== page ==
The link will move into its next stage in September as the four island schools set up a bilingual website about life on an island.
Both Alastair and Pauline had already been involved in setting up exchanges and links through the EU's ambitious Comenius project. For them, eTwinning, which does not offer funding, can act as a sounding board without the huge investment in time, travel and paperwork required to obtain Comenius funding for pupil and teacher exchanges. "eTwinning is an efficient way to more closely match schools and start a link based on a small individual project, rather than having to go the whole hog of an ambitious three or four-way exchange required under Comenius," Alastair says.
Many language teachers say there is a need for a "Comenius light" scheme, which does not require travel. Overseas school trips can be a problem, particularly for primaries, where parents are nervous of young children coping with being away. Smaller schools also find it difficult to spare the staff to travel or even to organise a trip.
Kissi Wilde, international co-ordinator at Bell Vue Girls School, in Bradford, has set up projects with schools in Spain and La Reunion through eTwinning. With a large percentage of Muslim pupils, publicity given to the headscarf issue in French schools made Bradford parents nervous about travel to France, and dietary considerations also precluded a traditional exchange. "A year ago we sent 100 letters out to European schools and received no reply whatsoever, but with eTwinning we received a lot of response from all over Europe," Kissi says. "This way we can see there is enough in common to sustain a longer-term link."
Another advantage is the possibility to link up with appropriate schools on a project-by-project basis. "Under eTwinning, a project may only last just one week. With some other partnership schemes you cannot escape from the partnership if it is not working well for any reason," she says.
Although eTwinning was only launched in January, it is already a success.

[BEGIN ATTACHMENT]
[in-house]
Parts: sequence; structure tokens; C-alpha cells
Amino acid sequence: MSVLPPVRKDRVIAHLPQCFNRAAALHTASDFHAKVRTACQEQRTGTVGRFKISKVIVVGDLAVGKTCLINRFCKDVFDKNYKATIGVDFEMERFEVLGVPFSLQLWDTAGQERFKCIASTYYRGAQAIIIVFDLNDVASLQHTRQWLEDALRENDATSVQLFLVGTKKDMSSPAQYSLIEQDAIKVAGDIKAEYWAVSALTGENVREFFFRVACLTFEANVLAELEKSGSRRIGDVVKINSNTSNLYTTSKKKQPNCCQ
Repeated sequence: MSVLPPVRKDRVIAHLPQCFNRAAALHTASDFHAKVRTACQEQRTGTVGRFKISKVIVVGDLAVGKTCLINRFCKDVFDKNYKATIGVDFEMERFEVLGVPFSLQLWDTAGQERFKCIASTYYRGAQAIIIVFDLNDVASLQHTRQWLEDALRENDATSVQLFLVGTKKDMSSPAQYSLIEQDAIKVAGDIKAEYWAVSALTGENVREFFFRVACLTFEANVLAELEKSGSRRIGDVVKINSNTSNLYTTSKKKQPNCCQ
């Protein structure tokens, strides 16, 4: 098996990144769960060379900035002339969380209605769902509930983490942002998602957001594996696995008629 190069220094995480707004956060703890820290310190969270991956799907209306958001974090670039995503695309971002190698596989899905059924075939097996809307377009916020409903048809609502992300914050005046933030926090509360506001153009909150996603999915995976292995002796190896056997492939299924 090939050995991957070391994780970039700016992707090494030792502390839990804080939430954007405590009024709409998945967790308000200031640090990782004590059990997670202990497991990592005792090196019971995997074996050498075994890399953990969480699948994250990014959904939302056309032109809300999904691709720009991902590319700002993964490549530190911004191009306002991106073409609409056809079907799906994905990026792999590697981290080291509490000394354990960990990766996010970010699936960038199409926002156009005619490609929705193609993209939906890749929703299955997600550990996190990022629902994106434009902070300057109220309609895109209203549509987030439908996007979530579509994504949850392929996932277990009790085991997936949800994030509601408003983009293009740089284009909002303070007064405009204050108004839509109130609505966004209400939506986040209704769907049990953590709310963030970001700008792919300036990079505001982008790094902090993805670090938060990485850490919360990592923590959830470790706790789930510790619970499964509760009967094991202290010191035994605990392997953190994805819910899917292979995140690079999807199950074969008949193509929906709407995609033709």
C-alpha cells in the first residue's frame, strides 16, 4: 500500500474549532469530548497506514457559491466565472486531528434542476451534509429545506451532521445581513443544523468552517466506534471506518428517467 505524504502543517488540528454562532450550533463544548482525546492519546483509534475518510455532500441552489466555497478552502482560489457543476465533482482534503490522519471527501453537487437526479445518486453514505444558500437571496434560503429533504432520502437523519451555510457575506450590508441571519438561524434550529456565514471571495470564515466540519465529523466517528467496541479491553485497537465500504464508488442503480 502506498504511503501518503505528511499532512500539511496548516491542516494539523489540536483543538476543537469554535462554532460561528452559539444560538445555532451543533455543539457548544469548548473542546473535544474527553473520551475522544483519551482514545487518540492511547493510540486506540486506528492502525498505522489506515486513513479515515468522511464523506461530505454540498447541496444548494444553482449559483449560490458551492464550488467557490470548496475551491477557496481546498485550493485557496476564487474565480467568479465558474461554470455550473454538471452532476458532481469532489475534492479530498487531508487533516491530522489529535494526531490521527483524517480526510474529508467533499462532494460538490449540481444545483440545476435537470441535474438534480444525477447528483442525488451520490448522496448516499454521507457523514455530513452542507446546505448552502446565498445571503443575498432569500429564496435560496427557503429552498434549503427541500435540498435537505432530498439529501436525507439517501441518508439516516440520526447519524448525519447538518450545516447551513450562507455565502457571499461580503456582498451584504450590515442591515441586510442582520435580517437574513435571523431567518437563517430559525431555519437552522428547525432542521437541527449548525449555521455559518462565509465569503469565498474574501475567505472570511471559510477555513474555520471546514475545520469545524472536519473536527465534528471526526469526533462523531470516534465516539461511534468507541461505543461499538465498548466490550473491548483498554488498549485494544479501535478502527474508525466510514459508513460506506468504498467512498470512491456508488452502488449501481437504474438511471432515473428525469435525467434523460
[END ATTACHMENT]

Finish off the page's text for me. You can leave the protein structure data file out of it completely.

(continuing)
Some 6,000 schools, 500 of them in the UK, signed up in the first six months, and 700 collaborative projects have been established. About 70 UK schools are involved in collaborations so far. The projects are extremely diverse, "from bullying and health to links between school librarians," Brigitte says.
Most schools go through several stages with eTwinning. First staff exchange personal emails to establish the contact, then pupils get to know each other via email. The next stage is to use technology to launch a theme for discussion. This often develops into a multimedia experience as schools exchange videos and sound tapes. Some schools hope to move on to full-blown Comenius exchanges with their partnership schools, based on a tried and tested relationship. However, some teachers warn that if key staff of twinned schools never meet face to face contacts can fizzle out. "It is essential to set up some kind of teacher exchange to keep a link going and to develop it," says Alastair.
Even well-established partnerships can peter out if a key staff member leaves one of the partner schools. The European Schoolsnet support team monitor the progress of the eTwinning partnerships and can sometimes help to revive a flagging link. "We watch how well they are doing. We help those with problems and use those who are functioning well, as examples of good practise, to encourage others to get involved," Brigitte says. "That way it can only get better and better."
More links: European Schoolnet www.eun.orgportalindex.htm
British Council www.britishcouncil.org
Comenius http:europa.eu.intcommeducationprogrammessocratescomeniusindex_en.ht ml
* The International School Award: an accreditation scheme for curriculum-based international work in schools. It is open to all schools from all sectors across the UK. Schools that gain the award are given accreditation for three years and can then re-apply to renew their award to reflect their current achievements.
* Next week in The TES: a special Global Citizenship magazine will focus on EU partnerships